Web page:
Monday I repay a kindness shown to me on my own interview day and point out to a hopeful candidate that our esteemed leader is effectively nameless, preferring a respectful, if politically incorrect, sobriquet. Indeed, when those on the fringes of our tight-knit community innocently mention the unmentionable, they are frequently asked, "John who?" I think back to my first tentative utterance of "Headmaster" and the slightly uncomfortable feeling which went with it.
Tuesday I fell in with a bad crowd in my last school and they immediately renamed me in honour of Michael Crawford's comic character. It has taken two years for the F-word to raise its head here, and I only hope that its use will not become so commonplace that my children are once again puzzled by incoming phone calls for my alter ego.
Wednesday Lisa and Laura are good friends in the same class and quite dissimilar, but I have confused them so many times that it has started to irritate me almost as much as their tireless rebukes. I wonder if my previous existence at passport control, with its lists, manifests and books of names, has overloaded my memory. Perhaps these two extra Ls are like the fatal dose of histamine delivered by one wasp sting too many.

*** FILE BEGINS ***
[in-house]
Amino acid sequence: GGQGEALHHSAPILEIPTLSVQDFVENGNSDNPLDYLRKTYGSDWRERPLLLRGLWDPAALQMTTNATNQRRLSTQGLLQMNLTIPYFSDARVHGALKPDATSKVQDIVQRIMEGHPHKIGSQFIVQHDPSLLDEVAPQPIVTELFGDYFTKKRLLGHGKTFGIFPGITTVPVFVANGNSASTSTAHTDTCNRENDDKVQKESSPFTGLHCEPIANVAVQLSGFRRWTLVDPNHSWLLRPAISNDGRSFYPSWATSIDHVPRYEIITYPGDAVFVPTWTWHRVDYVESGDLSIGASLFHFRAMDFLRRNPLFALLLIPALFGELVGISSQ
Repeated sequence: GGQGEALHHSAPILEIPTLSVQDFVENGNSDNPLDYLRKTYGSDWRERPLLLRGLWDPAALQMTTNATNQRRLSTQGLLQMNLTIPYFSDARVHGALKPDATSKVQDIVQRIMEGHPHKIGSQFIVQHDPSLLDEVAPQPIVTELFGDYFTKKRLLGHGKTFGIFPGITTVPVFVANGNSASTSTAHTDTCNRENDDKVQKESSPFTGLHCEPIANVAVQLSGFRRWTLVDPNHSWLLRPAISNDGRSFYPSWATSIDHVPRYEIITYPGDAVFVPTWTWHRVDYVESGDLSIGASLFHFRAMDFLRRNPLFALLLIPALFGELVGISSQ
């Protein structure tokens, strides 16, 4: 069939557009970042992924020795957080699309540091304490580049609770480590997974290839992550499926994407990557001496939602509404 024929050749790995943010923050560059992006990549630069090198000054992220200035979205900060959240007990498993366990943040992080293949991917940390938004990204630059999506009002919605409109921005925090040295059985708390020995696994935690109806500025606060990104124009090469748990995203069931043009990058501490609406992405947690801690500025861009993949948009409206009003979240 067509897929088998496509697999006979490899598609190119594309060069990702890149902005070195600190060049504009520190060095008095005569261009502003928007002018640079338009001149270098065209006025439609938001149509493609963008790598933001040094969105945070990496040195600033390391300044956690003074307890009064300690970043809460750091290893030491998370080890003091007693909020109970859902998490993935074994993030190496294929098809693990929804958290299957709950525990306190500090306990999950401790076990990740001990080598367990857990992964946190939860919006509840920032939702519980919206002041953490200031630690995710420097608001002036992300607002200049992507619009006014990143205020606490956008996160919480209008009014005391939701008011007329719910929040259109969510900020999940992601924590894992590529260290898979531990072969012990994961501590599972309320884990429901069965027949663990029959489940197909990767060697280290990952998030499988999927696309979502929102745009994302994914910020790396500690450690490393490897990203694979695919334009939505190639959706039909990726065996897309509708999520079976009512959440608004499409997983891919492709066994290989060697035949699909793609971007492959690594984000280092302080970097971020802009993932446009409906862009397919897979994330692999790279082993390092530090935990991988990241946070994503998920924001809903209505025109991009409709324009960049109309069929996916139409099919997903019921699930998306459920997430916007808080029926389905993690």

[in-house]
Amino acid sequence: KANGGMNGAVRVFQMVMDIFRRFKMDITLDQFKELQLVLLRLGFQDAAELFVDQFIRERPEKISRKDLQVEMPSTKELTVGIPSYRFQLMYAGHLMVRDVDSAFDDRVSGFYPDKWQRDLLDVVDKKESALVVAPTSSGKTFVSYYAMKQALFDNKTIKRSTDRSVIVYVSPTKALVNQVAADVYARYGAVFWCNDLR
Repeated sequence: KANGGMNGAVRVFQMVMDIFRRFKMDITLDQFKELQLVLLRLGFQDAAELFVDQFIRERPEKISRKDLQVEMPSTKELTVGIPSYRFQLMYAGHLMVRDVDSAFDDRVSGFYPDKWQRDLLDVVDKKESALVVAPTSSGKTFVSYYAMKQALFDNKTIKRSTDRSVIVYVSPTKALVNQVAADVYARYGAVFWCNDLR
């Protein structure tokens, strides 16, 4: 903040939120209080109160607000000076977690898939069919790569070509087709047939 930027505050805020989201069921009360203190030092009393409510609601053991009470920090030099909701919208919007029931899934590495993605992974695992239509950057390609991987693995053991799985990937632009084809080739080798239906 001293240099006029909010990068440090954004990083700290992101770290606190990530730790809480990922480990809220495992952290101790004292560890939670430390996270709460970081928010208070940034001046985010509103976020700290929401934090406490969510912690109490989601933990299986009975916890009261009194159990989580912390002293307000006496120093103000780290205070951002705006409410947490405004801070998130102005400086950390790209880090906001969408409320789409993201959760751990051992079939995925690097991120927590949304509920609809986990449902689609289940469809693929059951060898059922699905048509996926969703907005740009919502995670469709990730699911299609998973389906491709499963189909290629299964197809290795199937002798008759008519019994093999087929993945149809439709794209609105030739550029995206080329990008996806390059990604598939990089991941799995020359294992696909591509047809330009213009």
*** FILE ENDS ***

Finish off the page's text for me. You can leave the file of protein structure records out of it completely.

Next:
Thursday The barriers are down in an after-school club and although I retain my "Mr", the various characters in the fledgling rifle team feel comfortable enough to exchange nicknames. Paddington and Spinky happily count pellets while Big Tim organises the firing points. "Jack" Hobbs cuts out targets and AA, alias RAC, sorts out the safety specs. To enter the scores in the book, I find myself having to go through the registers for their real identities.
Friday Another case of mistaken identity. It is hardly surprising that there are unwritten rules in a school founded in 631AD. The week ends with a horrible transgression. Not only have I committed the cardinal sin of using someone else's cup in the staffroom, but I've been caught in the act by its rightful owner. I understand why Thomas Paine was in such a hurry to leave the school for America and resolve to have my own mug named. "Frank", of course.
Stephen Spencer is head of languages at Thetford grammar school, Norfolk